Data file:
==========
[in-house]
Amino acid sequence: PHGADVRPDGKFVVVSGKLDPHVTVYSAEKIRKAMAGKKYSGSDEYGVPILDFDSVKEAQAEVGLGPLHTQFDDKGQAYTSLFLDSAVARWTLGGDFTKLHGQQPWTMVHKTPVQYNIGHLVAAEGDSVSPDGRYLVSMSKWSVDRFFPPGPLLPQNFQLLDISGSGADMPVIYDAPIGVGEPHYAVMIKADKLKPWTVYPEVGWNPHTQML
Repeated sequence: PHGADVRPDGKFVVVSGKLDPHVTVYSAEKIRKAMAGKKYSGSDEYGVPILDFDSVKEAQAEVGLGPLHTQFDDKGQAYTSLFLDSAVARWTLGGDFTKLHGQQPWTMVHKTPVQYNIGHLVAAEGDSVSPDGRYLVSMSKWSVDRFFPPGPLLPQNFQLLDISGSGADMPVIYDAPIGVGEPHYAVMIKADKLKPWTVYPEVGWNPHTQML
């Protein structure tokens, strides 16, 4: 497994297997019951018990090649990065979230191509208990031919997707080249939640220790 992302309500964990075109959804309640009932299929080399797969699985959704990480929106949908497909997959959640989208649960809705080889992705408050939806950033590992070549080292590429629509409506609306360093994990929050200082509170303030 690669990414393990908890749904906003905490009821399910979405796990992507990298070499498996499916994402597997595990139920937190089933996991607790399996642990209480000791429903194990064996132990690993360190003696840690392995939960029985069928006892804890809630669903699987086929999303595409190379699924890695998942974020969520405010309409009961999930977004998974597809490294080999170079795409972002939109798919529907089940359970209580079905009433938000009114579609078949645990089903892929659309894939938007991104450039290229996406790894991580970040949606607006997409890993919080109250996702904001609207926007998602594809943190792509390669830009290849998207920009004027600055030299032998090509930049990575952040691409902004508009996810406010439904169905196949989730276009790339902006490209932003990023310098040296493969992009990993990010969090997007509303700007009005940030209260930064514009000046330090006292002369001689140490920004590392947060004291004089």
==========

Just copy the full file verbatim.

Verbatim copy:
[in-house]
Amino acid sequence: PHGADVRPDGKFVVVSGKLDPHVTVYSAEKIRKAMAGKKYSGSDEYGVPILDFDSVKEAQAEVGLGPLHTQFDDKGQAYTSLFLDSAVARWTLGGDFTKLHGQQPWTMVHKTPVQYNIGHLVAAEGDSVSPDGRYLVSMSKWSVDRFFPPGPLLPQNFQLLDISGSGADMPVIYDAPIGVGEPHYAVMIKADKLKPWTVYPEVGWNPHTQML
Repeated sequence: PHGADVRPDGKFVVVSGKLDPHVTVYSAEKIRKAMAGKKYSGSDEYGVPILDFDSVKEAQAEVGLGPLHTQFDDKGQAYTSLFLDSAVARWTLGGDFTKLHGQQPWTMVHKTPVQYNIGHLVAAEGDSVSPDGRYLVSMSKWSVDRFFPPGPLLPQNFQLLDISGSGADMPVIYDAPIGVGEPHYAVMIKADKLKPWTVYPEVGWNPHTQML
């Protein structure tokens, strides 16, 4: 497994297997019951018990090649990065979230191509208990031919997707080249939640220790 992302309500964990075109959804309640009932299929080399797969699985959704990480929106949908497909997959959640989208649960809705080889992705408050939806950033590992070549080292590429629509409506609306360093994990929050200082509170303030 690669990414393990908890749904906003905490009821399910979405796990992507990298070499498996499916994402597997595990139920937190089933996991607790399996642990209480000791429903194990064996132990690993360190003696840690392995939960029985069928006892804890809630669903699987086929999303595409190379699924890695998942974020969520405010309409009961999930977004998974597809490294080999170079795409972002939109798919529907089940359970209580079905009433938000009114579609078949645990089903892929659309894939938007991104450039290229996406790894991580970040949606607006997409890993919080109250996702904001609207926007998602594809943190792509390669830009290849998207920009004027600055030299032998090509930049990575952040691409902004508009996810406010439904169905196949989730276009790339902006490209932003990023310098040296493969992009990993990010969090997007509303700007009005940030209260930064514009000046330090006292002369001689140490920004590392947060004291004089």